Naturally, no government wants to return to a free market system with free banking and a sound market-chosen money, completely free of government interference or central economic planning. We are told that the free market is simply too dangerous, and the serfs deserve better!

 

Conclusion

The way we see it, there are two possibilities. One is that the echo bubble central banks and governments have set into motion since the GFC will implode before commercial banks have a chance to fully recover from the effects of the previous crisis. In this case they will face an avalanche of new problems, combined with old problems worsening again, from a position of weakness.

The other possibility is that the echo bubble persists for longer, which would undoubtedly help with inflating away the legacy problems of the previous boom-bust cycle (this seems to be the ECB’s plan at present). At the same time though, such a development would be apodictically certain to vastly increase the already scary inventory of potential new problems.

 

5-Junk yieldsTrend in US junk bond yields since 2011 – click to enlarge.

 

In the major currency areas the biggest of these potential problems are today posed by corporate debt and government debt. However, there are still numerous real estate bubbles and the associated mortgage and consumer credit bubbles extant in the “periphery” as well (from the UK to the Scandinavian countries, to Canada and Australia). So the next crisis is likely to create an interesting mixture of catastrophes, varying from region to region.

 

But who knows, maybe Krugman’s space aliens will arrive just in time to bail us out.

 

aliensMankind’s last hope – an intergalactic bailout

Image credit: ADG

 

Charts and tables by: EBA, Wall Street Journal, IMF, St. Louis Federal Reserve Research

 

 
 

Emigrate While You Can... Learn More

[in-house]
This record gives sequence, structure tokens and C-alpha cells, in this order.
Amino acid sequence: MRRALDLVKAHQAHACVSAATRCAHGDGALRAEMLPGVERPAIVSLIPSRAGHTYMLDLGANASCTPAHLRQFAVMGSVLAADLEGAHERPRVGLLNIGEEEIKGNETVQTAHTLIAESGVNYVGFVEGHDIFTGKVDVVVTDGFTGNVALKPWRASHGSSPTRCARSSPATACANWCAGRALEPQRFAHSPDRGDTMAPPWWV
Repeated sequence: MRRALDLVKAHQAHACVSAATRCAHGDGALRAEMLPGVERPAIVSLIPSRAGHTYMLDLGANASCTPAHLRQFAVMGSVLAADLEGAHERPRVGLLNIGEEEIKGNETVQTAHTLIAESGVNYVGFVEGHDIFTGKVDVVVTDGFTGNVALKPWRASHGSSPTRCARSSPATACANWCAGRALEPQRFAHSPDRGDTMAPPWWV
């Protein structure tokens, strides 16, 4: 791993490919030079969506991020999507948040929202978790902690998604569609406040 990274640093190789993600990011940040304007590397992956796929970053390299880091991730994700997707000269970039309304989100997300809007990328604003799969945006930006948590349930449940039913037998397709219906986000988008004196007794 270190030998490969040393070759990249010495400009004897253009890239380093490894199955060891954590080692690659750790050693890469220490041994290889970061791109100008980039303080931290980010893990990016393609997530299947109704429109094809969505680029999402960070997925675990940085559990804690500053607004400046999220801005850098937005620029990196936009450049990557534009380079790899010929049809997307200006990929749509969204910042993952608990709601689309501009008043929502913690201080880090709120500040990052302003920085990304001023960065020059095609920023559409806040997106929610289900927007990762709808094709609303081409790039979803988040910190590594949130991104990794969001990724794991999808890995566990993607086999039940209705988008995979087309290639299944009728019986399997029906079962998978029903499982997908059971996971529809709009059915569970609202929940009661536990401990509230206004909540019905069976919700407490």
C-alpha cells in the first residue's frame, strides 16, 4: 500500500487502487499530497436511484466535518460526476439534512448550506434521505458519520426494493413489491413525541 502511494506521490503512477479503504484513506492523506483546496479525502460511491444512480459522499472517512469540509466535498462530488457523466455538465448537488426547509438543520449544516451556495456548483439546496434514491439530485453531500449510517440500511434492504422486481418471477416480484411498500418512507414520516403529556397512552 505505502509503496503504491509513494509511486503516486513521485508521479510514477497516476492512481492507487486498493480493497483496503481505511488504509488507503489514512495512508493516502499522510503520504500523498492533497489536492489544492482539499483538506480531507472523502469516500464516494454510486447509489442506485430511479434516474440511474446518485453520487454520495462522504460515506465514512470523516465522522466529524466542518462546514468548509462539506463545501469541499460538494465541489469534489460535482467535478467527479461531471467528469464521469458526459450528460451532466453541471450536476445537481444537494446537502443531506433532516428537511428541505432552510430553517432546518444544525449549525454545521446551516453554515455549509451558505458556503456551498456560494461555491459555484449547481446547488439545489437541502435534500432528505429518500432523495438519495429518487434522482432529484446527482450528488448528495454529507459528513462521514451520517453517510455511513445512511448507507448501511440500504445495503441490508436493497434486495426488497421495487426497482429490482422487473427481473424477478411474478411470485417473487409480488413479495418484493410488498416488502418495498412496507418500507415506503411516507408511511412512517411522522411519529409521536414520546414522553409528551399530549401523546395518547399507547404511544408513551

Dear Readers! We are happy to report that we have reached our turn-of-the-year funding goal and want to extend a special thank you to all of you who have chipped in. We are very grateful for your support! As a general remark, according to usually well informed circles, exercising the donation button in between funding drives is definitely legal and highly appreciated as well.

   

Bitcoin address: 1DRkVzUmkGaz9xAP81us86zzxh5VMEhNke

   
 

Your comment:

You must be logged in to post a comment.

Most read in the last 20 days:

  • safe spaceReality is a Formidable Enemy
      Political Correctness Comedy We have recently come across a video that is simply too funny not be shared. It also happens to dovetail nicely with our friend Claudio's recent essay on political correctness and cultural Marxism. Since this is generally a rather depressing topic, we have concluded that having a good laugh at it might not be the worst idea.   How to most effectively create a “safe space” on campus Cartoon by Nate Beeler   It is especially funny (or...
  • Gold bars are displayed at a gold jewellery shop in the northern Indian city of Chandigarh May 8, 2012. Gold imports by India, the world's biggest buyer of bullion, could rise on pent-up demand from jewellers after the federal government decided to scrap an excise duty on jewellery it imposed in March, the head of a trade body said on Monday. REUTERS/Ajay Verma (INDIA - Tags: BUSINESS COMMODITIES)Fresh Mainstream Nonsense on Gold Demand